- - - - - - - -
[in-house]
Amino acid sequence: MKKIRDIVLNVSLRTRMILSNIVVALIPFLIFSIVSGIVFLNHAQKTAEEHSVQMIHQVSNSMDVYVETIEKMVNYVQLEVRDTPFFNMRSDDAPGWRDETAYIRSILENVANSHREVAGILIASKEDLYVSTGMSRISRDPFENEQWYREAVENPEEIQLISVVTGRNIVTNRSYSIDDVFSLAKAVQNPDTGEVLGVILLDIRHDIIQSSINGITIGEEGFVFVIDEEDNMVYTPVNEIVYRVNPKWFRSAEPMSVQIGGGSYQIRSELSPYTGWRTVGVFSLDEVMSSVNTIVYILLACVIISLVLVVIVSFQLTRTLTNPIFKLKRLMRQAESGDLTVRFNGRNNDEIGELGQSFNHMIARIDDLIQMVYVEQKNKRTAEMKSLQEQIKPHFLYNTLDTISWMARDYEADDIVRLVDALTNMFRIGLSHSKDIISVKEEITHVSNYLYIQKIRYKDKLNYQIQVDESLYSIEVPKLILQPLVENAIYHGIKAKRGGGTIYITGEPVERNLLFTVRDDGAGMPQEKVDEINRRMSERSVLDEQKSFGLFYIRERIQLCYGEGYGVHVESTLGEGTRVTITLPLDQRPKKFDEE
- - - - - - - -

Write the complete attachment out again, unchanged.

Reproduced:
[in-house]
Amino acid sequence: MKKIRDIVLNVSLRTRMILSNIVVALIPFLIFSIVSGIVFLNHAQKTAEEHSVQMIHQVSNSMDVYVETIEKMVNYVQLEVRDTPFFNMRSDDAPGWRDETAYIRSILENVANSHREVAGILIASKEDLYVSTGMSRISRDPFENEQWYREAVENPEEIQLISVVTGRNIVTNRSYSIDDVFSLAKAVQNPDTGEVLGVILLDIRHDIIQSSINGITIGEEGFVFVIDEEDNMVYTPVNEIVYRVNPKWFRSAEPMSVQIGGGSYQIRSELSPYTGWRTVGVFSLDEVMSSVNTIVYILLACVIISLVLVVIVSFQLTRTLTNPIFKLKRLMRQAESGDLTVRFNGRNNDEIGELGQSFNHMIARIDDLIQMVYVEQKNKRTAEMKSLQEQIKPHFLYNTLDTISWMARDYEADDIVRLVDALTNMFRIGLSHSKDIISVKEEITHVSNYLYIQKIRYKDKLNYQIQVDESLYSIEVPKLILQPLVENAIYHGIKAKRGGGTIYITGEPVERNLLFTVRDDGAGMPQEKVDEINRRMSERSVLDEQKSFGLFYIRERIQLCYGEGYGVHVESTLGEGTRVTITLPLDQRPKKFDEE